The compo thread


#384

If fairness, the judge questioned Tesco’s generosity but this was a settlement between the parties so the judge’s role was very limited.

Judge Quirke said the offer seemed to be a substantial sum given the injuries. She asked counsel what role the court had if it considered it was too high. Counsel said the court’s role was to be satisfied the offer was adequate.

The mother seems to have given this milk to boys but, for some reason,

The court heard that there could have been an element of contributory negligence by the mother but Tesco had conceded full liability.

How did they prove that the milk was bought after its sell-by date? Not hard to get a receipt for buying milk. Minor Miracle that no one else in the neighbourhood was poisoned :face_vomiting: (but every mother within a five mile radius will fancy her chances in Court after the next bout of diarrhoea in the household) :money_mouth_face:

Not irrelevant that this was over Christmas. Did she stock up on milk the week before?


#385

Dunno. Maybe you could say your delivery was so late there was fungus in it? Worth a try, I’m sure. :wink:


#386

Yep, definitely a nasty infection of Agaricus bisporus.


#387

Taking it legal would be the Victimhood Culture thing to do. As an outpost of Dignity Culture this thread would mock you for doing that. But personally I’d be perfectly fine if, in accordance with Honour Culture, you challenged the Tesco store manager to a duel :blush:


#388

mother fails to hold onto 4 year-old’s hand; 6 years later, 40K


#389

Barrister Fran Rooney of Baltimore and FAI fame!


#390

Do payouts like this impact on free housing/reduced rent?


#391

No. Not taxable.


#392

Every mother in Dublin should explain this to their four-year olds: 10 minutes bawling on a LUAS platform, surrounded by anxious strangers, and Santa will bring you everything you ask for.


#393

unsupervised child falls; 4 years later (again…) 40K
a “very good” settlement opines the judge - no shit!


#394

The extraordinary aspect of this case is not the quantum of damages - the child is left with permanent scars - but the notion that the hotel is liable simply because the bed had a sharp corner.

In other words, the court requires hotels to child-proof every room which a child may enter - plastic covers on all furniture, child-proof locks on all cupboards etc. etc.

Of course, hotels won’t do any such thing - they will just pay the extra insurance and pass on the costs (whenever they’re allowed to take in guests again).


#395

40K is still a ludicrous award for a couple of small scars. 10K would be reasonable if the hotel was genuinely to blame (which they clearly weren’t, but insurance companies seem to have decided settling on the steps is the only option except in cases of obvious fraud).

Hopefully if the new award guidance is finally introduced, insurance companies will show a bit more bottle for fighting these kinds of spurious cases. There’s been a lot of focus on fraud, but outlandish awards for minor incidents seems to be a bigger problem.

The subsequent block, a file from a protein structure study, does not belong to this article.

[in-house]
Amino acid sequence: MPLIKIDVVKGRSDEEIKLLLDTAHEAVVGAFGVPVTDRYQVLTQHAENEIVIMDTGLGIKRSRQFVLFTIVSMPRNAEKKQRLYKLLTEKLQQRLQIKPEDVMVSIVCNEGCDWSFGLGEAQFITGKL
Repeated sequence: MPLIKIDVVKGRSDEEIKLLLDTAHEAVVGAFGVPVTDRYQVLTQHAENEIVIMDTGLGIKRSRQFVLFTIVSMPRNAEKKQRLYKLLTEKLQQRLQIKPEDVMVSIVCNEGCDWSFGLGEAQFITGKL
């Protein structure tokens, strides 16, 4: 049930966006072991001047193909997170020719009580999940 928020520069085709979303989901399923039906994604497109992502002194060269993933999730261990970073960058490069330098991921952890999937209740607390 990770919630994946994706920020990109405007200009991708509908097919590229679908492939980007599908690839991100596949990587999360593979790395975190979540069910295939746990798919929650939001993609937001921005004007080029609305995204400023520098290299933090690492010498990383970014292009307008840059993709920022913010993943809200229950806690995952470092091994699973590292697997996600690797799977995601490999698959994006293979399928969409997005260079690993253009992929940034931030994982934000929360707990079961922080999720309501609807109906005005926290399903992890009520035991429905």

#396

ISME are trying their damndest on this issue. Pulling no punches either.

There’s a chance right now to reduce soft tissue injury awards by 80%.
Those that depend on their cut of the proceeds will be out in force in every paper now to stop this happening.

Here’s a letter sent to Taoiseach and entire cabinet.

For a quality rant check this twitter tirade from the ISME Chair Ross McCarthy
https://twitter.com/rosspmccarthy/status/1360532297875943426


#397

True, 40k is quite mad but it is well within the norm for Irish courts.

What is not normal is imposing liability on the hotel in this case.

There is something to be said for strict liability (cut out the lawyers) but it can’t be combined with lavish awards. In this case, a reasonable settlement on strict liability would be €500 and come back in 10 years — if the scars are still noticeable then, another €1,000 would be fair. But that’ll never happen here.


#398

Bear in mind that the code the judges are railing against is actually voluntary.

It needs to be removed from their hands entirely.


#399

Just by way of comparison - here’s a six year old who was knocked-down near his home, taken to hospital, swelling on the side of his head, fractured ribs, bad dreams for six months, completely recovered

SIXTY-FIVE THOUSAND EURO!

https://www.irishtimes.com/news/crime-and-law/courts/high-court/boy-knocked-down-by-neighbour-s-car-gets-65-000-settlement-1.4488823

Like I said, 40K. for the kid with scars on his lip is quite normal.

How much blood, sweat and tears would the average person spill to accumulate 65,000? Four years of hard work, scrimping and saving. Alternatively, three weeks work for a Senior Counsel.


#400

I’d say Ken is hiding in the Gealtacht planning his next move


#401

Typical court reporting- the lawyers representing this chancer are given anonymity

Mr O’Toole’s barrister and solicitor said they did not know where he had gone and were unable to contact him despite him having turned up in court earlier. They were unaware of the previous claims and settlements Mr English had detailed to the court.

In any serious country, that pair would be hauled up before their profession’s disciplinary committee. And those who represented this chancer in his previous outings? But this will never happen because the Irish legal profession is the chief enabler of fraudulent claims.


#402

#403

Well if payouts have truly halved then one might imagine that foreign players might decide to enter the market here and undercut the current players. Time will tell I suppose…